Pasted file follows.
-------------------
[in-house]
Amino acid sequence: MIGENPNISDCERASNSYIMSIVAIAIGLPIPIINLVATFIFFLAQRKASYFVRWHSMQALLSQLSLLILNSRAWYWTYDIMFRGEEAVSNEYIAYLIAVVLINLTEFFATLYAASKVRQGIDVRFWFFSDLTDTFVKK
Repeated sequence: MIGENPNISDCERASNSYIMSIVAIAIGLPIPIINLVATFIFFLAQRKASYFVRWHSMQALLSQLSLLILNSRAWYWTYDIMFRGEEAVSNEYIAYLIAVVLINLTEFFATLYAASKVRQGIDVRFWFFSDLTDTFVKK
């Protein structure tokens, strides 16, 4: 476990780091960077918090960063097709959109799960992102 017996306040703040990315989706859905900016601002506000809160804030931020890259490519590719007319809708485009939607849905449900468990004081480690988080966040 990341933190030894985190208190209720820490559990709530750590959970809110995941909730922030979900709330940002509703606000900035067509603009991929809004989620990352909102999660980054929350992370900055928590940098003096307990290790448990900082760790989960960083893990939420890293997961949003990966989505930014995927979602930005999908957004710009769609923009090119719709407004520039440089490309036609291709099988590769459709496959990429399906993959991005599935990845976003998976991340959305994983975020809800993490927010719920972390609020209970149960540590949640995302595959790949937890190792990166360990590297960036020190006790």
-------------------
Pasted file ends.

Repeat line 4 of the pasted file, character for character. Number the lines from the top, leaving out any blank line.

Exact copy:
């Protein structure tokens, strides 16, 4: 476990780091960077918090960063097709959109799960992102 017996306040703040990315989706859905900016601002506000809160804030931020890259490519590719007319809708485009939607849905449900468990004081480690988080966040 990341933190030894985190208190209720820490559990709530750590959970809110995941909730922030979900709330940002509703606000900035067509603009991929809004989620990352909102999660980054929350992370900055928590940098003096307990290790448990900082760790989960960083893990939420890293997961949003990966989505930014995927979602930005999908957004710009769609923009090119719709407004520039440089490309036609291709099988590769459709496959990429399906993959991005599935990845976003998976991340959305994983975020809800993490927010719920972390609020209970149960540590949640995302595959790949937890190792990166360990590297960036020190006790």